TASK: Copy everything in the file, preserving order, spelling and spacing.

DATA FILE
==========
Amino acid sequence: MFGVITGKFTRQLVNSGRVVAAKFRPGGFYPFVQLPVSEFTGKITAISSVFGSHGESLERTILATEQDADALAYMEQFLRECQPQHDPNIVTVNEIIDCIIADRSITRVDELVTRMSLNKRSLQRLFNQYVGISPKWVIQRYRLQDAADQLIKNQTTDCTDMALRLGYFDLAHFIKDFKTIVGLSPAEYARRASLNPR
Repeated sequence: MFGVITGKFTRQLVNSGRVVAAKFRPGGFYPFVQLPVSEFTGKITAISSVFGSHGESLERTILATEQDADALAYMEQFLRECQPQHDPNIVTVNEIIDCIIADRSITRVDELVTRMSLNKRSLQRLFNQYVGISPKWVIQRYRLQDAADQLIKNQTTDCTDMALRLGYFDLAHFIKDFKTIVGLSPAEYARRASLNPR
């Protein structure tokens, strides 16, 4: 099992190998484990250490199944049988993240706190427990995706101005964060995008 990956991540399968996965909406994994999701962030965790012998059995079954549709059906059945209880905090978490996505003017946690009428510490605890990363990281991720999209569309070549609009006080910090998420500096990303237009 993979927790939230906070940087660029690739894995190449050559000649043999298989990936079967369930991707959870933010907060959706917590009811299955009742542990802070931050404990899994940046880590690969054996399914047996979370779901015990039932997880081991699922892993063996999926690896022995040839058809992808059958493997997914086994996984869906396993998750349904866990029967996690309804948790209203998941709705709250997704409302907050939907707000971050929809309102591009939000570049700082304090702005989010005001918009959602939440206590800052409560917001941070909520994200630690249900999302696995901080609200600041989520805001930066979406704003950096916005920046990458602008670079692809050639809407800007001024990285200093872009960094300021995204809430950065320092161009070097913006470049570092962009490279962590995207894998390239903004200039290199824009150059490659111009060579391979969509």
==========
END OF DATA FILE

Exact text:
Amino acid sequence: MFGVITGKFTRQLVNSGRVVAAKFRPGGFYPFVQLPVSEFTGKITAISSVFGSHGESLERTILATEQDADALAYMEQFLRECQPQHDPNIVTVNEIIDCIIADRSITRVDELVTRMSLNKRSLQRLFNQYVGISPKWVIQRYRLQDAADQLIKNQTTDCTDMALRLGYFDLAHFIKDFKTIVGLSPAEYARRASLNPR
Repeated sequence: MFGVITGKFTRQLVNSGRVVAAKFRPGGFYPFVQLPVSEFTGKITAISSVFGSHGESLERTILATEQDADALAYMEQFLRECQPQHDPNIVTVNEIIDCIIADRSITRVDELVTRMSLNKRSLQRLFNQYVGISPKWVIQRYRLQDAADQLIKNQTTDCTDMALRLGYFDLAHFIKDFKTIVGLSPAEYARRASLNPR
């Protein structure tokens, strides 16, 4: 099992190998484990250490199944049988993240706190427990995706101005964060995008 990956991540399968996965909406994994999701962030965790012998059995079954549709059906059945209880905090978490996505003017946690009428510490605890990363990281991720999209569309070549609009006080910090998420500096990303237009 993979927790939230906070940087660029690739894995190449050559000649043999298989990936079967369930991707959870933010907060959706917590009811299955009742542990802070931050404990899994940046880590690969054996399914047996979370779901015990039932997880081991699922892993063996999926690896022995040839058809992808059958493997997914086994996984869906396993998750349904866990029967996690309804948790209203998941709705709250997704409302907050939907707000971050929809309102591009939000570049700082304090702005989010005001918009959602939440206590800052409560917001941070909520994200630690249900999302696995901080609200600041989520805001930066979406704003950096916005920046990458602008670079692809050639809407800007001024990285200093872009960094300021995204809430950065320092161009070097913006470049570092962009490279962590995207894998390239903004200039290199824009150059490659111009060579391979969509």